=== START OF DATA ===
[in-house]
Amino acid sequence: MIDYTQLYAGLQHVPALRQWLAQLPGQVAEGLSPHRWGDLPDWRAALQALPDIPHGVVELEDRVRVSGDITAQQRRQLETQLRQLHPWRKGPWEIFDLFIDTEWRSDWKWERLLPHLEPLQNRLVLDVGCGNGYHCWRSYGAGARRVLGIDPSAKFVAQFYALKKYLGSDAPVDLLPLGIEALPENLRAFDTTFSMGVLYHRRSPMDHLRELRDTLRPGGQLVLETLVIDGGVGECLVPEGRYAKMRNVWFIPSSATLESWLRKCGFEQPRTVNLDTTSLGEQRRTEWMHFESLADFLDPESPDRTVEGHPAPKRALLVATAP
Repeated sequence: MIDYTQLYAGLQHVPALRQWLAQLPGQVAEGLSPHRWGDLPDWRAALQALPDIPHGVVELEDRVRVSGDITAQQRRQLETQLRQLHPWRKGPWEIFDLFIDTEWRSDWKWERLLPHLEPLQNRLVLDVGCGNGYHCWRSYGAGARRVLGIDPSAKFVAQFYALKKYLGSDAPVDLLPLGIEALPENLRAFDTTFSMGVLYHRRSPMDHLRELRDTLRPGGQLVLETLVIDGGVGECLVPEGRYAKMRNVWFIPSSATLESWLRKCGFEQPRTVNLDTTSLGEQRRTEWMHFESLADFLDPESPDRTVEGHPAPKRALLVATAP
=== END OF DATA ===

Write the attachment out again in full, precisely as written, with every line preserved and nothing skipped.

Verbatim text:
[in-house]
Amino acid sequence: MIDYTQLYAGLQHVPALRQWLAQLPGQVAEGLSPHRWGDLPDWRAALQALPDIPHGVVELEDRVRVSGDITAQQRRQLETQLRQLHPWRKGPWEIFDLFIDTEWRSDWKWERLLPHLEPLQNRLVLDVGCGNGYHCWRSYGAGARRVLGIDPSAKFVAQFYALKKYLGSDAPVDLLPLGIEALPENLRAFDTTFSMGVLYHRRSPMDHLRELRDTLRPGGQLVLETLVIDGGVGECLVPEGRYAKMRNVWFIPSSATLESWLRKCGFEQPRTVNLDTTSLGEQRRTEWMHFESLADFLDPESPDRTVEGHPAPKRALLVATAP
Repeated sequence: MIDYTQLYAGLQHVPALRQWLAQLPGQVAEGLSPHRWGDLPDWRAALQALPDIPHGVVELEDRVRVSGDITAQQRRQLETQLRQLHPWRKGPWEIFDLFIDTEWRSDWKWERLLPHLEPLQNRLVLDVGCGNGYHCWRSYGAGARRVLGIDPSAKFVAQFYALKKYLGSDAPVDLLPLGIEALPENLRAFDTTFSMGVLYHRRSPMDHLRELRDTLRPGGQLVLETLVIDGGVGECLVPEGRYAKMRNVWFIPSSATLESWLRKCGFEQPRTVNLDTTSLGEQRRTEWMHFESLADFLDPESPDRTVEGHPAPKRALLVATAP